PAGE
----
Thoughts on winning MasterChef U.S. 2012
*WARNING: This is a long entry so apologies in advance.
First, to address the question everyone’s been asking: my cookbook is slated to hit bookshelves in the spring; I’ve only recently met with the editor and publishing house, and conceptualization of my cookbook has only just begun last week. However, the MasterChef Ultimate Cookbook, which contains recipes from this season’s top 18 and recipes from previous seasons’ contestants, goes on sale TODAY.
On to other matters…
Wow. It’s been a week since I’ve been revealed as the winner of “MasterChef” season 3, and the outpouring of love and support has been overwhelming to say the least. I have been paralyzed in writing this initial entry post-finale because, frankly, I have been overcome with such a spectrum of emotions that I’ve been finding it difficult to articulate. There are joy, anxiety, fear, pride, humility, bashfulness, and relief all coursing through my veins at the same time, every day, all day, since even before the finale aired.
I try my best to be a genuine person and can only hope my candidness is embraced and appreciated. With that being said, I want to share with you first my anxieties followed by my gratitude.
No matter who wins MasterChef, he/she will get a slew of haters saying, This person didn’t deserve to win, that person’s dishes were better executed, this person’s menu was dumb, etc. Etc. Haters are gonna hate, and even the person with the thickest skin can and will eventually be affected by spiteful words regardless of their merit or lack thereof. I know there will be many people who do not think I deserve the title, that I am a gimmick for TV ratings, that it’s unfair I had a helper, that I’ve become America’s reality TV sweetheart and so must win or people will throw their TVs out their windows (which, by the way, could very well happen judging by some of the tweets I’ve read throughout the season—I’ve got some diehard fans out there). This is what I have to say to that:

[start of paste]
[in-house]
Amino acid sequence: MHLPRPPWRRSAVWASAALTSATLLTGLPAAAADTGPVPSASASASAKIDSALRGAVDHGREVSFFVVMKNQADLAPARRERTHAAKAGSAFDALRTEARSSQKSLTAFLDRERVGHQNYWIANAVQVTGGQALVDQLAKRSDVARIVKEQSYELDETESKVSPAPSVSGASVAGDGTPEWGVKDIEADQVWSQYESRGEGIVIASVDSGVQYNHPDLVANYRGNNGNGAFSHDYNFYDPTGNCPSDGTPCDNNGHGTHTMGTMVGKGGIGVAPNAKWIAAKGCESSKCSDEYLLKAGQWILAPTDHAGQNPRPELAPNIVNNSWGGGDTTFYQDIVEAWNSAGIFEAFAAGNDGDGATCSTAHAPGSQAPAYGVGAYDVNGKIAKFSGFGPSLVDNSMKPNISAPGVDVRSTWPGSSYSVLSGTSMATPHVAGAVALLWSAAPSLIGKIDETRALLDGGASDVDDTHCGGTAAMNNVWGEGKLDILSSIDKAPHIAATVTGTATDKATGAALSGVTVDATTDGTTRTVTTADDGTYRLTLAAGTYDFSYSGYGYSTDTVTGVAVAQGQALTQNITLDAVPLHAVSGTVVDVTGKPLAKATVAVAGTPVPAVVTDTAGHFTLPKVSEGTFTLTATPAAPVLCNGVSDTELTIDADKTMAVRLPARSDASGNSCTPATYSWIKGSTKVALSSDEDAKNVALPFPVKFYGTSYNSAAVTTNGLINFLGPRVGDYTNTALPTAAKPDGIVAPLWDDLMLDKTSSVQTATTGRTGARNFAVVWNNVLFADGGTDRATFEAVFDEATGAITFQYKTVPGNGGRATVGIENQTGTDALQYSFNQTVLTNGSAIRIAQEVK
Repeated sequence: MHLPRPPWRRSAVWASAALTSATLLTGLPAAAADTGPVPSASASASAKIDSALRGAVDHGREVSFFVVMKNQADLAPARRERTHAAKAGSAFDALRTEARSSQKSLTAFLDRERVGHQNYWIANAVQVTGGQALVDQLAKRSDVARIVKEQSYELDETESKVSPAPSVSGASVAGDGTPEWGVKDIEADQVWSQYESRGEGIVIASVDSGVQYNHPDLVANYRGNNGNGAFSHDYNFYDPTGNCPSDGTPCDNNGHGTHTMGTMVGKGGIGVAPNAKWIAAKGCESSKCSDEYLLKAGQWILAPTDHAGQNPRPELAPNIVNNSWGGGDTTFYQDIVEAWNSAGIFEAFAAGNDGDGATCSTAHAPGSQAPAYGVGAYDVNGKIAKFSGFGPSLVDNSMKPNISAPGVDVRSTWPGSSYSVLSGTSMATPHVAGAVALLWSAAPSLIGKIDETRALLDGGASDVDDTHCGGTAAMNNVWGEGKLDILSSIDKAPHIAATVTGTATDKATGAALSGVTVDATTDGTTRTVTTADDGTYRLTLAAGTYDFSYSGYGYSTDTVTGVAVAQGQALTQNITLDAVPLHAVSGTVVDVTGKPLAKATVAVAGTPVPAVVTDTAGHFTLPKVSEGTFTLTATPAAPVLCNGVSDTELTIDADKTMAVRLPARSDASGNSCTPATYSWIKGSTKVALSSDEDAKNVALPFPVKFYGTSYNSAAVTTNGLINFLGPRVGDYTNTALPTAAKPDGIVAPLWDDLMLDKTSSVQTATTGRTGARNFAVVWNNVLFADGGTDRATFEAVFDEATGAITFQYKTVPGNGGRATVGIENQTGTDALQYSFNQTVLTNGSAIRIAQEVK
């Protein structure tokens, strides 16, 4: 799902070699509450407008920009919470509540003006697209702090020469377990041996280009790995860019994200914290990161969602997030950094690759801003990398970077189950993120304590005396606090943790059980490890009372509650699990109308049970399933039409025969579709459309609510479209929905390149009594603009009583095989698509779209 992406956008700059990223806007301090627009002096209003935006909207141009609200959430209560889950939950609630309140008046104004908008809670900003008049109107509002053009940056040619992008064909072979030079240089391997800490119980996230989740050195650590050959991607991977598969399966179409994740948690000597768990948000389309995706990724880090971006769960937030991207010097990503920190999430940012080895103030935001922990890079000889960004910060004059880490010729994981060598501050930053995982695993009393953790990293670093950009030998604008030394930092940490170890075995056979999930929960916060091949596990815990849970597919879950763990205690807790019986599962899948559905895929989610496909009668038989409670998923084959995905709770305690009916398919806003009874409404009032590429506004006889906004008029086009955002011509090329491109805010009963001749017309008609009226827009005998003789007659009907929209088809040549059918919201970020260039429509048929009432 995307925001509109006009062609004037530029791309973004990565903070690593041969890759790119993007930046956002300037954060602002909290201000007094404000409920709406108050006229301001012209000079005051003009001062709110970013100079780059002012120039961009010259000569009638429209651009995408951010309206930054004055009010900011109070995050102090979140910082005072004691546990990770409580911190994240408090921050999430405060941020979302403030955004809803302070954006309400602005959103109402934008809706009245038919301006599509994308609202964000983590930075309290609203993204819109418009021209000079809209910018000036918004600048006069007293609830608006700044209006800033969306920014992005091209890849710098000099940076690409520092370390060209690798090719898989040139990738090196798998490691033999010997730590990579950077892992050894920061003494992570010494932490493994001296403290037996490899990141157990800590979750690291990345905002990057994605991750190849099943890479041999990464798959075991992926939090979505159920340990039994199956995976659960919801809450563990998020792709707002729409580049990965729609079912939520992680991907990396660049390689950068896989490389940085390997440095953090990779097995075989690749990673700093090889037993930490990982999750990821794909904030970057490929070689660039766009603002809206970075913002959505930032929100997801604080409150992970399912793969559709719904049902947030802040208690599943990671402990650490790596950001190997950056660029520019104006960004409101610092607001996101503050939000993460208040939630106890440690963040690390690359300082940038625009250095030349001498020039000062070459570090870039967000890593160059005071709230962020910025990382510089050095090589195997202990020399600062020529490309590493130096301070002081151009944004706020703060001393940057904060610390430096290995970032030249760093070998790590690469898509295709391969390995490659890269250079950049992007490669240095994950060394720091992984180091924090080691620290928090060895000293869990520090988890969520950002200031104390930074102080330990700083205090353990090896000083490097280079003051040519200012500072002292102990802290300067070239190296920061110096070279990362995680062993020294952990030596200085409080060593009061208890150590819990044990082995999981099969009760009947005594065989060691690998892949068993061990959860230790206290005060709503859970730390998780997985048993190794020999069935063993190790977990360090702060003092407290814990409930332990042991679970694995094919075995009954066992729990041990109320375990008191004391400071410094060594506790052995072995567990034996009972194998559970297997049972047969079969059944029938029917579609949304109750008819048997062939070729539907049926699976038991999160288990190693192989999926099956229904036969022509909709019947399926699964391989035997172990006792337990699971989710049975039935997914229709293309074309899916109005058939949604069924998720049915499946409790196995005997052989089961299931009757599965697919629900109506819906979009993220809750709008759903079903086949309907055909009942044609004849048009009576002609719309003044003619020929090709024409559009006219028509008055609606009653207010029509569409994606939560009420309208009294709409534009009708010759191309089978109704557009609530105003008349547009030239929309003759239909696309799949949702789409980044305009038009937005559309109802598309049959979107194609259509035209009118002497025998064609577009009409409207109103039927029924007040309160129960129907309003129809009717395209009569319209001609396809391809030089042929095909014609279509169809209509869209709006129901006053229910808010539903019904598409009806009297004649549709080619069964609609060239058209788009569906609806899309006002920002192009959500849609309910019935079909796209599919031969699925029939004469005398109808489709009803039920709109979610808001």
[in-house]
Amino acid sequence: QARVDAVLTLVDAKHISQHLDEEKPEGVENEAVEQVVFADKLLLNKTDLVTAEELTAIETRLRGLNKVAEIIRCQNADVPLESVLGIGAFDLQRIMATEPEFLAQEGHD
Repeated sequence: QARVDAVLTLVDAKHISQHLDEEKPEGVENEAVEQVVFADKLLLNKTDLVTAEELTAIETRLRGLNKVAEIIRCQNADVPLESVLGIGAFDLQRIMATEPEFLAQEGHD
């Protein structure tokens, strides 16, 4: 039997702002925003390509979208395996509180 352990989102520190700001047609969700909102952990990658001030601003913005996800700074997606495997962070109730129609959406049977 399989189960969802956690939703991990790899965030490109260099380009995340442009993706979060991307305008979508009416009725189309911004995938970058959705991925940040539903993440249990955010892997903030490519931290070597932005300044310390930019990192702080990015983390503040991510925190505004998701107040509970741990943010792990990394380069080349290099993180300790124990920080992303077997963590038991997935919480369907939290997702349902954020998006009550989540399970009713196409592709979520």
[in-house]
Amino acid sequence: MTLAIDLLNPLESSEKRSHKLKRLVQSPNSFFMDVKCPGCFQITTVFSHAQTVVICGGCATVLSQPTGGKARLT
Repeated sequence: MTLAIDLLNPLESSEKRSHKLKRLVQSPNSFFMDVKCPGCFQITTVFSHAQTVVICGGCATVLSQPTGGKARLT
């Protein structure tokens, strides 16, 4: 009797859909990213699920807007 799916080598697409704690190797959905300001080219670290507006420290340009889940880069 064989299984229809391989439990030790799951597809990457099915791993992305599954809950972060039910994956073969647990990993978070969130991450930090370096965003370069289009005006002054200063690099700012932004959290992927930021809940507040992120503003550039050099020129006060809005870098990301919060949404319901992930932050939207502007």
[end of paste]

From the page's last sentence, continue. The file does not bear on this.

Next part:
- It is inevitable I came on originally perceived as a gimmick for ratings. If I were a viewer watching at home, I’d probably think the same thing. I know there are people that were in the top 100 who questioned my being there, whispering to each other that I was there just for show like the witch or the ventriloquist or the man with the monkey. Some contestants in the top 100 even approached me to ask, “Okay, who are you going to get to cut your vegetables and plate your food?” Even some crew members told me a month into filming that they’d thought I was there as a joke…until they had a chance to taste my food or watch me cook.. The truth is, I love food, and I love to create food. Proof lies right here on this very blog as you can look back at my very first post, and it dates prior to my ever attending the initial audition in Austin back in November for “MasterChef” season 3. My keenness for food is undeniable, and as I’ve said before, you can only love something so much before you get ambitious and want to create the stuff yourself. Yes, I lost my vision just as I was beginning to really appreciate cooking, and yes, it was a huge setback and devastation at the time. But I have been dealt with so many challenges in life with my mother dying when I was fourteen among other things that I’ve built such perseverance in my bones and eventually picked up the shattered pieces and just got right back into the kitchen. It was like starting over, but if it’s something you love to do, you don’t give up no matter what.